How Much Money Can You Make on YouTube?

Illustration for article titled How Much Money Can You Make on YouTube?

Photo: 10’000 Hours (Getty Images)

You might have heard about the eight-year old boy that makes $26 million annually from what started off as a toy unboxing channel on YouTube, and thought, “I can do that.” And sure, there’s sky-high potential to make money on the world’s second most-visited site, although most creators make more meager, earthbound annual incomes. Here’s a look at how much you can earn as a YouTuber.

Subscribers are important, but they’re not everything 

Only a small percentage of YouTubers have a large number of subscribers: Out of 37 million accounts, just 22,000 have more than one million subscribers, according to Tubics, a marketing software company. The vast majority of successful creators belong to a “middle class” of accounts with 50k–500K subscribers, many of whom can’t live off of their YouTube earnings alone.

Subscribers are valuable because they’re more likely to consistently engage with your content and share it with others, but they aren’t the best metric for determining how much money they’re making. To get a more accurate sense of what creators are paid, you have to look at their “cost per mille,” otherwise known as cost per 1,000 ad impressions, or CPM.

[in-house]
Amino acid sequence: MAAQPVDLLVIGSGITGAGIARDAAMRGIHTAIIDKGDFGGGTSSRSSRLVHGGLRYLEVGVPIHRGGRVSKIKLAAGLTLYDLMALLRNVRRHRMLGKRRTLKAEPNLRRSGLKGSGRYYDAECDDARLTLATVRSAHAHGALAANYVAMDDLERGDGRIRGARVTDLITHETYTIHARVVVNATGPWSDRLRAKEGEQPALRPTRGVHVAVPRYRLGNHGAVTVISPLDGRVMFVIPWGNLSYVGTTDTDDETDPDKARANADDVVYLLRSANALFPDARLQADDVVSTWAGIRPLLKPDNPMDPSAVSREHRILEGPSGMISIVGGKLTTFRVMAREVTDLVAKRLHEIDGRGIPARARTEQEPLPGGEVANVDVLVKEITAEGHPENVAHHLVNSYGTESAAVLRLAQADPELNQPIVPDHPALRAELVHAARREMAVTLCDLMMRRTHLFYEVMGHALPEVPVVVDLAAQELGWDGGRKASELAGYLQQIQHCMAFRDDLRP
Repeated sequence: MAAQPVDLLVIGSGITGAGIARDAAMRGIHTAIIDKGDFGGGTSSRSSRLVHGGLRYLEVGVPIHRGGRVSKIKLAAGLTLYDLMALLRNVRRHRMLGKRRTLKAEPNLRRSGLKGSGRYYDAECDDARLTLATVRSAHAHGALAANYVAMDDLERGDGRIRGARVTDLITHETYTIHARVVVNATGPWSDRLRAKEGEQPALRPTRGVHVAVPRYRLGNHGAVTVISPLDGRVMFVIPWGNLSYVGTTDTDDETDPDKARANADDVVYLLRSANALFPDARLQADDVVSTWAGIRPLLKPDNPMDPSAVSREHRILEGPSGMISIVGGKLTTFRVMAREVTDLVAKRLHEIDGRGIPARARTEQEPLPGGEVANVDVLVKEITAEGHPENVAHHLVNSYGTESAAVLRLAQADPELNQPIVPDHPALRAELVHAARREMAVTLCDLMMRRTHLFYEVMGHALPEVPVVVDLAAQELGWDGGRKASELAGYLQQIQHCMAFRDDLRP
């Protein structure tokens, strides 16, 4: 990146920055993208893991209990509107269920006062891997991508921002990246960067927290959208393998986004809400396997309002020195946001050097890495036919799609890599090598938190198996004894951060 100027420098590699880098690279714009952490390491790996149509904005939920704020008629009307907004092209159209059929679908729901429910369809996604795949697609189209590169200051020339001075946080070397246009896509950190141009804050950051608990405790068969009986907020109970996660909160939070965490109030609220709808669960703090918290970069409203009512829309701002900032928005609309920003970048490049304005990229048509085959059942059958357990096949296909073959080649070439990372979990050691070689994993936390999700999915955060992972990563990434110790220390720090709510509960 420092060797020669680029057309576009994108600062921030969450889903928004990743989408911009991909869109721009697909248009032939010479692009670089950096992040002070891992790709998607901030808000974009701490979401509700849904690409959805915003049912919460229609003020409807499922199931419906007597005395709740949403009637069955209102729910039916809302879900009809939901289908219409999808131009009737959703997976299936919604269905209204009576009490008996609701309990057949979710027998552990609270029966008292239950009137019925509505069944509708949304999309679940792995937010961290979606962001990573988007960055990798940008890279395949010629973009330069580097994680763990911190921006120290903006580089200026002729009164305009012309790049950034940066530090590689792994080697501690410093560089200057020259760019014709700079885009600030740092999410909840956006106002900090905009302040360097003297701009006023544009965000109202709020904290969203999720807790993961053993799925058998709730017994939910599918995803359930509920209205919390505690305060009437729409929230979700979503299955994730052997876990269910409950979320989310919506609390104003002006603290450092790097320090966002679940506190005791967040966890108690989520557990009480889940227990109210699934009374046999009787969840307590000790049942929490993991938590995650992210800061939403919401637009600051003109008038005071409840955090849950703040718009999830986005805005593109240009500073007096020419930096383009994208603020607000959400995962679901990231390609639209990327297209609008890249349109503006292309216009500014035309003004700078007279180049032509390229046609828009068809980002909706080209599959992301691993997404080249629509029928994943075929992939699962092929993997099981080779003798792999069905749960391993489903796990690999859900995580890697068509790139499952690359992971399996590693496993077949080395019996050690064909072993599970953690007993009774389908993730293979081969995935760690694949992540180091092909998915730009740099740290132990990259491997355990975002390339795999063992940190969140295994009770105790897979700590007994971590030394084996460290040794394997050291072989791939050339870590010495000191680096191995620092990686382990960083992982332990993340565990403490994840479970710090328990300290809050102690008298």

Your CPM determines your pay rate 

When you monetize your videos through Google’s Partner Program, you enable ad revenue sharing which is based on your CPM. Cost per 1,000 impressions is a metric that represents how much money advertisers are willing to spend for ads on your YouTube videos. But as Business Insider points out, no YouTube creator consistently has the same CPM, as advertisers pay different rates based on a variety of factors like geography, seasonality, and topic (typically, your CPM rate is higher for informative, business-focused content over personal vlogs, as an example).

CPM rates are a bit mysterious to YouTubers, and they can range wildly, but usually fall somewhere between $2 – $5 per thousand views. That means a CPM of $5 will earn you $5,000 from a video with a million views. Considering that the average YouTube video received only a few thousand views, and you’ll understand why it can be a challenge to make a steady income off of the site, even if you’re popular.

To really make money, you have to go beyond views